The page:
Kabila and his Common Front for the Congo (FCC) remain in control of the country’s legislature and provincial governance, and formed a coalition with Tshisekedi’s CAP for Change (CACH) earlier this year. It’s been little more than a week since President Tshisekedi named new prime minister Sylvestre Ilunga Ilukamba, a Kabila ally and People’s Party for Reconstruction and Democracy (PPRD) member whose appointment followed a long delay in forming a new government on Kabila’s terms.
Yet Tshisekedi never made plain what exactly it was that overwhelmed him so at the inauguration. Was it the memory of Etienne and the long history of his suffering at the hands of the Kabila family, even as one son wrapped the presidential sash around the other? Was it a sense that it should have been the father’s inauguration and not his own? Was it grief at the collective wounds of the Congolese nation in this defining moment?
Or was it the darker knowledge that he owed his presidency to Kabila himself, and that another man was rightfully elected – just as had been the case when it was Etienne betrayed by a manipulated and suspect process?
The father, the son, the Congolese future
There are those who reasonably argue the latter is true, not the least of whom is Martin Fayulu of the Engagement for Citizenship and Development (ECiDé) party. Fayulu was the legitimate winner of the December elections, according to both Congolese and international observers, and he has yet to accept otherwise while publicly taking to task the United States and others he says accept a democratic farce.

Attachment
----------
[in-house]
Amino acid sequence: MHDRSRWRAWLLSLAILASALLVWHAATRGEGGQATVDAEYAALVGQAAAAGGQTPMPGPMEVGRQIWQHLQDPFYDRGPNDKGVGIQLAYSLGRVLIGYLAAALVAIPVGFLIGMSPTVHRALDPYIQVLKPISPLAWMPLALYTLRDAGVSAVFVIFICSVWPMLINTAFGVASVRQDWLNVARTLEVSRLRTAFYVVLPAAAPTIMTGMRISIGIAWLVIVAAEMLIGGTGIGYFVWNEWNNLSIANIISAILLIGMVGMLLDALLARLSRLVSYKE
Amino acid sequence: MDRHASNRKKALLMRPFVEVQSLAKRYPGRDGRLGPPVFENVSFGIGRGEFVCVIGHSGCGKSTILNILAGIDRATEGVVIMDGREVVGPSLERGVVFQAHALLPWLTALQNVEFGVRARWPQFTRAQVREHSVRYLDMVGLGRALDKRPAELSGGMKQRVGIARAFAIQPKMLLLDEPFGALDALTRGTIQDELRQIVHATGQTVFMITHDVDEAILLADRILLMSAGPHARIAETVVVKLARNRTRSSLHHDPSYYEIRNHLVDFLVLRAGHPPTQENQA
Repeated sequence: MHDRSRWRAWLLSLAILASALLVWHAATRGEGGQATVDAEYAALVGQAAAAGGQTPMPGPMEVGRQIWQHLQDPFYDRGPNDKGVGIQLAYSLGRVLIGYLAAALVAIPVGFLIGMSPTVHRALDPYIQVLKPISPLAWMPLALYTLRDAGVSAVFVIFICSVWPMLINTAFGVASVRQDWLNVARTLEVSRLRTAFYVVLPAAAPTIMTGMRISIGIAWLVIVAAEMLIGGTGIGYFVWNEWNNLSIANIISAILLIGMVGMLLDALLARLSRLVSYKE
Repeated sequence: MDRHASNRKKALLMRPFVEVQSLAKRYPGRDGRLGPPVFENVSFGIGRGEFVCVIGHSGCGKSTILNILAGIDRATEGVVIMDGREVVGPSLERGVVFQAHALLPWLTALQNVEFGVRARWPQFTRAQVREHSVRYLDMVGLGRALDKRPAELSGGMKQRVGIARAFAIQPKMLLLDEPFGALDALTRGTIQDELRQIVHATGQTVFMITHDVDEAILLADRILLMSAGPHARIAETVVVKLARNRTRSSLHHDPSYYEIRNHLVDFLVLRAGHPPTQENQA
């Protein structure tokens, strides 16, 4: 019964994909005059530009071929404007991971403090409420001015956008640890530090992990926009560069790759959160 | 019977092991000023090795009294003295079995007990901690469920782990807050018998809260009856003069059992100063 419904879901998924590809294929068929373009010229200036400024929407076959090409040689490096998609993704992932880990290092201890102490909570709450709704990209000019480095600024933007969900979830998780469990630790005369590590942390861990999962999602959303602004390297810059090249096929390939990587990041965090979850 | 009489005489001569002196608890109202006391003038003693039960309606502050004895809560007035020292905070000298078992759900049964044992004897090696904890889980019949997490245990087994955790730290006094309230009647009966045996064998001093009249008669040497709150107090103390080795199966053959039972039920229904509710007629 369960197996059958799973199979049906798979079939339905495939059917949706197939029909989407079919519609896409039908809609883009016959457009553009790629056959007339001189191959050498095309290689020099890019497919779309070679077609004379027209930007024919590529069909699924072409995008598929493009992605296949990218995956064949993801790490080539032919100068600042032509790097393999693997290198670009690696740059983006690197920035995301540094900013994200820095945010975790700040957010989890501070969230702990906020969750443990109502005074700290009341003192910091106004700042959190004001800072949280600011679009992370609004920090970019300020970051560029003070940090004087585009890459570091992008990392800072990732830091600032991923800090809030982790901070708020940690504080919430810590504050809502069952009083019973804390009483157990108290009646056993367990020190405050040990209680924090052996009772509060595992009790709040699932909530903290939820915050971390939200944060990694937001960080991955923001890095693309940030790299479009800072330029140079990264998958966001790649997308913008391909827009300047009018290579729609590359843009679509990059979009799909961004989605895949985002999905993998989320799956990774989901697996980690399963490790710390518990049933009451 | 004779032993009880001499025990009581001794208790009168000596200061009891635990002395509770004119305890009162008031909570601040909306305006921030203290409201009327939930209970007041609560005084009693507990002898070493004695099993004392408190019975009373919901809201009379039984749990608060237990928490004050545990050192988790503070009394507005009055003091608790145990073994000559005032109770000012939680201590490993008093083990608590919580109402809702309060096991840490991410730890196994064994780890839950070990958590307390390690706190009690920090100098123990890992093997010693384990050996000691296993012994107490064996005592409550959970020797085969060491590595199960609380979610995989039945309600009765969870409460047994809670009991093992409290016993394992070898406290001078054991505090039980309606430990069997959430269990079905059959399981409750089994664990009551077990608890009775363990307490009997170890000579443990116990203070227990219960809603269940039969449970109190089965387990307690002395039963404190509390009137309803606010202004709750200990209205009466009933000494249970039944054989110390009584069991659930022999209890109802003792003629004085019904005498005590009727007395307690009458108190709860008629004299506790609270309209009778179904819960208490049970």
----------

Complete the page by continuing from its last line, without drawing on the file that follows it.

Tshisekedi and his ally Vital Kamerhe of the Union for the Congolese Nation (UNC) peeled away from the coalition supporting Fayulu in November. Now Kamerhe is chief of staff for Tshisekedi, with a reputation for exercising his power a tad immodestly and maintaining his Kabila ties more than he publicly admits.
Fayulu supporter and Kabila critic Moïse Katumbi – prevented from running for president himself – returned home this month too, by all appearances resigned to the outcome of the elections and insisting on a time to move forward. The “Together for Change” leader says he remains firmly in the opposition camp and is focused on addressing the suffering of the Congolese people under the Kabila regime.
Now it is Etienne Tshisekedi who is coming home to his final farewell. One wonders what the fiery opposition leader would think of the Kabila compromise. One questions whether he’d accept the legitimacy of his own son’s presidency, even as one wishes the nation well, offers condolences and hopes that history will look kindly on the Tshisekedi legacy. Above all, one is reminded of that brief glimpse of Felix Tshisekedi at his inauguration and wonder what it means for the Congolese future.
Image: Felix Tshisekedi file